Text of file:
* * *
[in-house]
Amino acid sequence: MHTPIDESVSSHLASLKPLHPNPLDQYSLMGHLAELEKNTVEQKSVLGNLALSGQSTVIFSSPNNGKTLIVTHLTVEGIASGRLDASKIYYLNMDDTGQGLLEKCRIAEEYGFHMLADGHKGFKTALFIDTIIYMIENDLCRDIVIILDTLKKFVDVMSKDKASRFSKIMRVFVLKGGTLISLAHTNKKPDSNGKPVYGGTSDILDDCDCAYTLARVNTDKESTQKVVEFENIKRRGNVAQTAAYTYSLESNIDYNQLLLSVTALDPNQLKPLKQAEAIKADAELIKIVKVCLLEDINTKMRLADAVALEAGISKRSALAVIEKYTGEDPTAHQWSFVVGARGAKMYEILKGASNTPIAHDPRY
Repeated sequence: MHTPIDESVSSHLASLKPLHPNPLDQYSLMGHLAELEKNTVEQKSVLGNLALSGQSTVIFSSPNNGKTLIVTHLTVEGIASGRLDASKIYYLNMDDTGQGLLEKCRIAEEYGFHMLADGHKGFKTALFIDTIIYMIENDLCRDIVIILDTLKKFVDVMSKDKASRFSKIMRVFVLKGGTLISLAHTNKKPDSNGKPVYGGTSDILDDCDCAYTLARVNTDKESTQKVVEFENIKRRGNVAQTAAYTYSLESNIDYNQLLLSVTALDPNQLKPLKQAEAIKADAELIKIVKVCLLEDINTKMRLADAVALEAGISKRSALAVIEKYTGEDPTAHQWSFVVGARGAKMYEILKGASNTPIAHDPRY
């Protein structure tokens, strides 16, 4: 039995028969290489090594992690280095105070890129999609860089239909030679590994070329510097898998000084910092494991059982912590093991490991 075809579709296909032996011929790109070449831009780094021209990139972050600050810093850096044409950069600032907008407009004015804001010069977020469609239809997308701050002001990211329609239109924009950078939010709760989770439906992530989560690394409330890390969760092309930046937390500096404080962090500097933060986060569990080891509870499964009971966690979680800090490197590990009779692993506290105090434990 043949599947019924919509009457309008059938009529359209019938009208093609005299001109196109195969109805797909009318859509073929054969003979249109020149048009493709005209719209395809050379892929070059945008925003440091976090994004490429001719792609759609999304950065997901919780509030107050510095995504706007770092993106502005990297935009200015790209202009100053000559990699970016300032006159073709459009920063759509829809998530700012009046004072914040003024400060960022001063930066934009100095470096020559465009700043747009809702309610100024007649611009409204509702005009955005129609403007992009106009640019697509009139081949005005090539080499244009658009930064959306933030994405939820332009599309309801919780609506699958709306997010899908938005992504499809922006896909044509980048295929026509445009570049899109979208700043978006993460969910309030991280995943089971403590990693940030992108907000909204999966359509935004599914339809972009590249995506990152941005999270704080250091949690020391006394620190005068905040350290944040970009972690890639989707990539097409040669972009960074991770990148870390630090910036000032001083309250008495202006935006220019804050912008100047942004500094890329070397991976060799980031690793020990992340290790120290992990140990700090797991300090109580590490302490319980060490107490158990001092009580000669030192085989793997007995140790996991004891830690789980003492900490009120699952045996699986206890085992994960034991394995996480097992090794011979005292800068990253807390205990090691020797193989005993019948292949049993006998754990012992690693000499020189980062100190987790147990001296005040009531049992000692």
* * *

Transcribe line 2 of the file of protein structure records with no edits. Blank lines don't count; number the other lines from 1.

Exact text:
Amino acid sequence: MHTPIDESVSSHLASLKPLHPNPLDQYSLMGHLAELEKNTVEQKSVLGNLALSGQSTVIFSSPNNGKTLIVTHLTVEGIASGRLDASKIYYLNMDDTGQGLLEKCRIAEEYGFHMLADGHKGFKTALFIDTIIYMIENDLCRDIVIILDTLKKFVDVMSKDKASRFSKIMRVFVLKGGTLISLAHTNKKPDSNGKPVYGGTSDILDDCDCAYTLARVNTDKESTQKVVEFENIKRRGNVAQTAAYTYSLESNIDYNQLLLSVTALDPNQLKPLKQAEAIKADAELIKIVKVCLLEDINTKMRLADAVALEAGISKRSALAVIEKYTGEDPTAHQWSFVVGARGAKMYEILKGASNTPIAHDPRY